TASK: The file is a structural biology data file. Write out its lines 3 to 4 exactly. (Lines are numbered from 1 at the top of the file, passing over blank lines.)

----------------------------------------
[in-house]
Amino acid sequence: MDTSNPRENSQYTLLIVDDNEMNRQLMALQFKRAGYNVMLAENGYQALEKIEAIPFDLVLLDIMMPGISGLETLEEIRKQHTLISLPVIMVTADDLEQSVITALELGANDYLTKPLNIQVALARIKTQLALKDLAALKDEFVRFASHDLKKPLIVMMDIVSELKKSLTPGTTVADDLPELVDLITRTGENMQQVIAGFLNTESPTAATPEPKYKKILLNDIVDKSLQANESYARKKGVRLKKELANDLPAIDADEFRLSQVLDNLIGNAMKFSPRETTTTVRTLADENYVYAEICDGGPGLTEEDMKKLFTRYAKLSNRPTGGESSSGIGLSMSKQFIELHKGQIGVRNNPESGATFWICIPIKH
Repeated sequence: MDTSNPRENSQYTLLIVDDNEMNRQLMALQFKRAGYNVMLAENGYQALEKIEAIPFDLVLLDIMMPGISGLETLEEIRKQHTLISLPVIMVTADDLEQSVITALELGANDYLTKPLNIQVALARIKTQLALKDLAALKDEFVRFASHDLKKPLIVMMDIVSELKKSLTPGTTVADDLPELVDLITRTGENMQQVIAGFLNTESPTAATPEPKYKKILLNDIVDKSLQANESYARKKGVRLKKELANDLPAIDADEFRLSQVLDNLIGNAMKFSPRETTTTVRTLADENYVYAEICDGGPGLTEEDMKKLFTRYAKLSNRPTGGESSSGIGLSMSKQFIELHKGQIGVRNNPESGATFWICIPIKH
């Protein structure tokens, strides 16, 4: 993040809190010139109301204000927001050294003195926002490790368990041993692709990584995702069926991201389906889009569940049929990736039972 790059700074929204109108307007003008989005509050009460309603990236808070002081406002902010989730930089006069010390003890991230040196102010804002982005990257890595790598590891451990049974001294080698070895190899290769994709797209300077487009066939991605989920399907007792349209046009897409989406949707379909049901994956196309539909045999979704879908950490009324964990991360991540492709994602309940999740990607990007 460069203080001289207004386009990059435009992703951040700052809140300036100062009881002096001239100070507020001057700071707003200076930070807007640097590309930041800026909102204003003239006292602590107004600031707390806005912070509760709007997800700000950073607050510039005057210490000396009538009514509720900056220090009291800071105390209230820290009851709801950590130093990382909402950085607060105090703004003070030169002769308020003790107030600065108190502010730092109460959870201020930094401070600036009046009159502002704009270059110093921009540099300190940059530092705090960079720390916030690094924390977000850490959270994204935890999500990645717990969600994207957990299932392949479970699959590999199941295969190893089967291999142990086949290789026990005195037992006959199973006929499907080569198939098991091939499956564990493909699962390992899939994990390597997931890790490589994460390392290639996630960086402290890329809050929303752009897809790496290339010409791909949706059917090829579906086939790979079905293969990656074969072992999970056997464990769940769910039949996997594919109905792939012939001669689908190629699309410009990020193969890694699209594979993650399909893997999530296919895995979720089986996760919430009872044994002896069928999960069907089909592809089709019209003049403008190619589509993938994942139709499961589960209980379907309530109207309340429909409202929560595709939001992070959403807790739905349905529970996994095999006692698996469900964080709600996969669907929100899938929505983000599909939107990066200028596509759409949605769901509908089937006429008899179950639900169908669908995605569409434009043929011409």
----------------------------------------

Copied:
Repeated sequence: MDTSNPRENSQYTLLIVDDNEMNRQLMALQFKRAGYNVMLAENGYQALEKIEAIPFDLVLLDIMMPGISGLETLEEIRKQHTLISLPVIMVTADDLEQSVITALELGANDYLTKPLNIQVALARIKTQLALKDLAALKDEFVRFASHDLKKPLIVMMDIVSELKKSLTPGTTVADDLPELVDLITRTGENMQQVIAGFLNTESPTAATPEPKYKKILLNDIVDKSLQANESYARKKGVRLKKELANDLPAIDADEFRLSQVLDNLIGNAMKFSPRETTTTVRTLADENYVYAEICDGGPGLTEEDMKKLFTRYAKLSNRPTGGESSSGIGLSMSKQFIELHKGQIGVRNNPESGATFWICIPIKH
């Protein structure tokens, strides 16, 4: 993040809190010139109301204000927001050294003195926002490790368990041993692709990584995702069926991201389906889009569940049929990736039972 790059700074929204109108307007003008989005509050009460309603990236808070002081406002902010989730930089006069010390003890991230040196102010804002982005990257890595790598590891451990049974001294080698070895190899290769994709797209300077487009066939991605989920399907007792349209046009897409989406949707379909049901994956196309539909045999979704879908950490009324964990991360991540492709994602309940999740990607990007 460069203080001289207004386009990059435009992703951040700052809140300036100062009881002096001239100070507020001057700071707003200076930070807007640097590309930041800026909102204003003239006292602590107004600031707390806005912070509760709007997800700000950073607050510039005057210490000396009538009514509720900056220090009291800071105390209230820290009851709801950590130093990382909402950085607060105090703004003070030169002769308020003790107030600065108190502010730092109460959870201020930094401070600036009046009159502002704009270059110093921009540099300190940059530092705090960079720390916030690094924390977000850490959270994204935890999500990645717990969600994207957990299932392949479970699959590999199941295969190893089967291999142990086949290789026990005195037992006959199973006929499907080569198939098991091939499956564990493909699962390992899939994990390597997931890790490589994460390392290639996630960086402290890329809050929303752009897809790496290339010409791909949706059917090829579906086939790979079905293969990656074969072992999970056997464990769940769910039949996997594919109905792939012939001669689908190629699309410009990020193969890694699209594979993650399909893997999530296919895995979720089986996760919430009872044994002896069928999960069907089909592809089709019209003049403008190619589509993938994942139709499961589960209980379907309530109207309340429909409202929560595709939001992070959403807790739905349905529970996994095999006692698996469900964080709600996969669907929100899938929505983000599909939107990066200028596509759409949605769901509908089937006429008899179950639900169908669908995605569409434009043929011409």